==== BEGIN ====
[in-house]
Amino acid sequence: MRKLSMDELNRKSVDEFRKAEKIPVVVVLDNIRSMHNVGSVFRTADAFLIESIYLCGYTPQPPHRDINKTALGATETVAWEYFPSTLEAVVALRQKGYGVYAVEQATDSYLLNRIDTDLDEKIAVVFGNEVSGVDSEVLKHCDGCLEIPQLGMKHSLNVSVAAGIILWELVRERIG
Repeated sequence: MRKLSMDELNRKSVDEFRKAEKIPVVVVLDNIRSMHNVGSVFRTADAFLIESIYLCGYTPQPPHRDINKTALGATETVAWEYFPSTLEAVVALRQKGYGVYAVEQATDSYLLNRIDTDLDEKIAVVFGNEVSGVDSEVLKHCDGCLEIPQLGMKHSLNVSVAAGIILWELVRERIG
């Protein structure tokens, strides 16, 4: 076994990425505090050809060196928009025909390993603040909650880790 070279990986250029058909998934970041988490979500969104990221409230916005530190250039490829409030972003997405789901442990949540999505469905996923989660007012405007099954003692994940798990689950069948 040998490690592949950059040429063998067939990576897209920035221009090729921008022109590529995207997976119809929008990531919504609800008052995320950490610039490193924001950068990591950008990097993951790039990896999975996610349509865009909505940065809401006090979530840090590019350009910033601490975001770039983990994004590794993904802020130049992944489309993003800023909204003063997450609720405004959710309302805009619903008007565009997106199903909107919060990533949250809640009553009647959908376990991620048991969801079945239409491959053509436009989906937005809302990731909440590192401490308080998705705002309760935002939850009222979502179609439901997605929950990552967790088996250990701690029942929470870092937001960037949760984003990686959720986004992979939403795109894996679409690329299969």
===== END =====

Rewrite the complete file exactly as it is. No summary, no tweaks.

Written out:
[in-house]
Amino acid sequence: MRKLSMDELNRKSVDEFRKAEKIPVVVVLDNIRSMHNVGSVFRTADAFLIESIYLCGYTPQPPHRDINKTALGATETVAWEYFPSTLEAVVALRQKGYGVYAVEQATDSYLLNRIDTDLDEKIAVVFGNEVSGVDSEVLKHCDGCLEIPQLGMKHSLNVSVAAGIILWELVRERIG
Repeated sequence: MRKLSMDELNRKSVDEFRKAEKIPVVVVLDNIRSMHNVGSVFRTADAFLIESIYLCGYTPQPPHRDINKTALGATETVAWEYFPSTLEAVVALRQKGYGVYAVEQATDSYLLNRIDTDLDEKIAVVFGNEVSGVDSEVLKHCDGCLEIPQLGMKHSLNVSVAAGIILWELVRERIG
């Protein structure tokens, strides 16, 4: 076994990425505090050809060196928009025909390993603040909650880790 070279990986250029058909998934970041988490979500969104990221409230916005530190250039490829409030972003997405789901442990949540999505469905996923989660007012405007099954003692994940798990689950069948 040998490690592949950059040429063998067939990576897209920035221009090729921008022109590529995207997976119809929008990531919504609800008052995320950490610039490193924001950068990591950008990097993951790039990896999975996610349509865009909505940065809401006090979530840090590019350009910033601490975001770039983990994004590794993904802020130049992944489309993003800023909204003063997450609720405004959710309302805009619903008007565009997106199903909107919060990533949250809640009553009647959908376990991620048991969801079945239409491959053509436009989906937005809302990731909440590192401490308080998705705002309760935002939850009222979502179609439901997605929950990552967790088996250990701690029942929470870092937001960037949760984003990686959720986004992979939403795109894996679409690329299969």